# Polynomial Capacity: Theory, Applications, Generalizations

## Course Information

Institution: TU Berlin
Dates: Winter 2020-2021 (starting November)
Time: TBD
Room: Zoom (TBD)

## Description

Since its birth around 15 years ago, polynomial capacity has seen a number of applications and generalizations in

• Combinatorics (e.g., counting matchings in a bipartite graph, counting contingency tables),
• Approximation algorithms (e.g. for the permanent, the mixed discriminant, the intersection of two matroids),
• Optimization (e.g., computing maximum entropy distributions, optimization on manifolds),
• Invariant theory (e.g., matrix scaling, tensor scaling, null-cone problems),
and beyond. Throughout the course we will investigate and unify the many applications of capacity already in the literature, before turning to the recent generalizations and new interpretations of capacity. Although the notion of capacity is itself quite new, its power comes in the simplicity of its use, and we will see this theme play out over the whole of the course. In particular, nothing beyond an undergraduate knowledge of linear algebra, calculus, complex analysis, and some basic graph theory will be required for most of our applications. (The last part of the course may require at various points some basic knowledge of optimization theory, invariant theory, Lie theory, etc.)

The course will have three parts. In the first part, we will study the theory of real-rooted and stable polynomials as well as the recent generalization of these classes to Lorentzian polynomials (also called strongly/completely log-concave). We will focus mainly on the important log-concavity properties of these classes. In the second part, I will introduce the notion of polynomial capacity and demonstrate the interplay between capacity and the various polynomial classes. Along the way we will consider the many known mathematics and computer science applications of capacity. In the third part, we will explore a number of generalizations and different interpretations of the notion of capacity. Here we will dive deeper into the entropic, invariant-theoretic, and optimization-theoretic features of capacity, and this part of the course will be much more exploratory and open-ended.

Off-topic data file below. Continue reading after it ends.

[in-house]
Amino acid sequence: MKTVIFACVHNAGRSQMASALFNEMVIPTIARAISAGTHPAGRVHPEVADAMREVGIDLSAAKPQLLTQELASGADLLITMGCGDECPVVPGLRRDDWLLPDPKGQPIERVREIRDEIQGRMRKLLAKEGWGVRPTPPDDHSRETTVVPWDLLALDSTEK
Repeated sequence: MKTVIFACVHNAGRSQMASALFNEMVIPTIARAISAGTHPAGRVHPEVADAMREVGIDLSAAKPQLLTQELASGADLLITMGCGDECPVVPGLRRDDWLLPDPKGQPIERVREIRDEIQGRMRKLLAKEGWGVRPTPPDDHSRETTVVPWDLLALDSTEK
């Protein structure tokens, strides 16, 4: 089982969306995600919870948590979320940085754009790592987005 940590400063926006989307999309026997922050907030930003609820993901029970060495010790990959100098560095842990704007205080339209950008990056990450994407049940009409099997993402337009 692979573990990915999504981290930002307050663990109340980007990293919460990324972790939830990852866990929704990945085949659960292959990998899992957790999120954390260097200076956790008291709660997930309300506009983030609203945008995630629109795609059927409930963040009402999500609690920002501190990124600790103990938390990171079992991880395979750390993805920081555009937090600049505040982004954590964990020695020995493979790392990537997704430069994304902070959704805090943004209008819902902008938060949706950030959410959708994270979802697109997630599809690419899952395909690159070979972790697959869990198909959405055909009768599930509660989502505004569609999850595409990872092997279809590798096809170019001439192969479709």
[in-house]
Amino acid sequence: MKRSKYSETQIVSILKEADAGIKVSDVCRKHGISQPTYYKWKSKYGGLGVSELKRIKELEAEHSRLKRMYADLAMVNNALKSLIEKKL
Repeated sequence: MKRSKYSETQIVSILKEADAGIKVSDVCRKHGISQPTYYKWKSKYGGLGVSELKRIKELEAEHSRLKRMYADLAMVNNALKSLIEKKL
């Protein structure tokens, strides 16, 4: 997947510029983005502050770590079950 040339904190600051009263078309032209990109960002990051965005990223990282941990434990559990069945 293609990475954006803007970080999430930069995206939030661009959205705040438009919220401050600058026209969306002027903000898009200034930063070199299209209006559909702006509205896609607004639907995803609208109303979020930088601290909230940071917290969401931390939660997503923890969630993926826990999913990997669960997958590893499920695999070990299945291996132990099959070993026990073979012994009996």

## Outline

Below is an expanded outline of the course, with various references to the literature. The reference lists given here are by no means comprehensive, and I have usually chosen to provide the most modern and up-to-date references. Those interested in the history of the literature on these subjects should consult the references within the references given below, or ask me about it. This outline and the associated references will be updated over the course of the semester, and various course materials such and notes and slides will be added to this page as they become available.

1. Theory of Stable Polynomials
1. Univariate polynomials
• Fantastic book: Analytic Theory of Polynomials (by Rahman and Scheisser), 2002.
2. Multivariate polynomials
3. Applications of stable polynomials
4. Beyond stability: log-concave and Lorentzian polynomials
5. Applications of log-concave polynomials
2. Polynomial Capacity: Theory and Applications
1. Polynomial capacity and Gurvits' theorem
2. Coefficient bounds
3. Linear preservers and capacity
4. Other combinatorial applications
5. Other algorithmic applications
3. Generalizations of Capacity
1. Maximum entropy distributions
2. Matrix capacity
3. Operator scaling: non-commutative polynomial identity testing
4. Capacity and invariant theory
5. TBD